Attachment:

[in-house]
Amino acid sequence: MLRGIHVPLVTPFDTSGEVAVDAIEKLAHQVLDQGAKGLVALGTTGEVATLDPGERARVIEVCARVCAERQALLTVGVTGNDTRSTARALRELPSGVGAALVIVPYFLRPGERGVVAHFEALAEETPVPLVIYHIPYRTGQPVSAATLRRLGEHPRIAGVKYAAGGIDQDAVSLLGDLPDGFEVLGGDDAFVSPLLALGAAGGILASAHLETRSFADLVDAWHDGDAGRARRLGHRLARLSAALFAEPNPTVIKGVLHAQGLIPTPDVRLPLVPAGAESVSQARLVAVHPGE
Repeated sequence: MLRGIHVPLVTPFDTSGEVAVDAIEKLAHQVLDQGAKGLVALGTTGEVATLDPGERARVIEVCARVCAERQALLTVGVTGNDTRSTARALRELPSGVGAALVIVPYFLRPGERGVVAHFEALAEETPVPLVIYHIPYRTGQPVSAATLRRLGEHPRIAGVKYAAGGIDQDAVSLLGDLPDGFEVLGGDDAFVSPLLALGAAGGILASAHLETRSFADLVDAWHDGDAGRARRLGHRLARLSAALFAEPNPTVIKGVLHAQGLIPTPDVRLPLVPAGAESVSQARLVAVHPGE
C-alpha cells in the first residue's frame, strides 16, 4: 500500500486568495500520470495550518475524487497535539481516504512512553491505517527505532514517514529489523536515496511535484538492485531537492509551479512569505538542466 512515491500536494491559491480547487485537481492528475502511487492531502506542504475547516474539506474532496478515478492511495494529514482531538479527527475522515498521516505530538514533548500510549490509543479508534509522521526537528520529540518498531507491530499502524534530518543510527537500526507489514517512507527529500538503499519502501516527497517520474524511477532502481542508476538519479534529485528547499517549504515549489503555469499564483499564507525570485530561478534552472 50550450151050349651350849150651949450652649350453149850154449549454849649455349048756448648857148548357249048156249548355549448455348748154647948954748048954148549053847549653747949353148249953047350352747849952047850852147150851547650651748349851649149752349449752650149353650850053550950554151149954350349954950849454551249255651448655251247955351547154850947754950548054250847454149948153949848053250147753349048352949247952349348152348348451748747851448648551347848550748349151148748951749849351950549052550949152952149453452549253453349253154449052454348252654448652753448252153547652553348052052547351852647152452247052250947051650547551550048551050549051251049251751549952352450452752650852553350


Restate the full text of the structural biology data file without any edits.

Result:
[in-house]
Amino acid sequence: MLRGIHVPLVTPFDTSGEVAVDAIEKLAHQVLDQGAKGLVALGTTGEVATLDPGERARVIEVCARVCAERQALLTVGVTGNDTRSTARALRELPSGVGAALVIVPYFLRPGERGVVAHFEALAEETPVPLVIYHIPYRTGQPVSAATLRRLGEHPRIAGVKYAAGGIDQDAVSLLGDLPDGFEVLGGDDAFVSPLLALGAAGGILASAHLETRSFADLVDAWHDGDAGRARRLGHRLARLSAALFAEPNPTVIKGVLHAQGLIPTPDVRLPLVPAGAESVSQARLVAVHPGE
Repeated sequence: MLRGIHVPLVTPFDTSGEVAVDAIEKLAHQVLDQGAKGLVALGTTGEVATLDPGERARVIEVCARVCAERQALLTVGVTGNDTRSTARALRELPSGVGAALVIVPYFLRPGERGVVAHFEALAEETPVPLVIYHIPYRTGQPVSAATLRRLGEHPRIAGVKYAAGGIDQDAVSLLGDLPDGFEVLGGDDAFVSPLLALGAAGGILASAHLETRSFADLVDAWHDGDAGRARRLGHRLARLSAALFAEPNPTVIKGVLHAQGLIPTPDVRLPLVPAGAESVSQARLVAVHPGE
C-alpha cells in the first residue's frame, strides 16, 4: 500500500486568495500520470495550518475524487497535539481516504512512553491505517527505532514517514529489523536515496511535484538492485531537492509551479512569505538542466 512515491500536494491559491480547487485537481492528475502511487492531502506542504475547516474539506474532496478515478492511495494529514482531538479527527475522515498521516505530538514533548500510549490509543479508534509522521526537528520529540518498531507491530499502524534530518543510527537500526507489514517512507527529500538503499519502501516527497517520474524511477532502481542508476538519479534529485528547499517549504515549489503555469499564483499564507525570485530561478534552472 50550450151050349651350849150651949450652649350453149850154449549454849649455349048756448648857148548357249048156249548355549448455348748154647948954748048954148549053847549653747949353148249953047350352747849952047850852147150851547650651748349851649149752349449752650149353650850053550950554151149954350349954950849454551249255651448655251247955351547154850947754950548054250847454149948153949848053250147753349048352949247952349348152348348451748747851448648551347848550748349151148748951749849351950549052550949152952149453452549253453349253154449052454348252654448652753448252153547652553348052052547351852647152452247052250947051650547551550048551050549051251049251751549952352450452752650852553350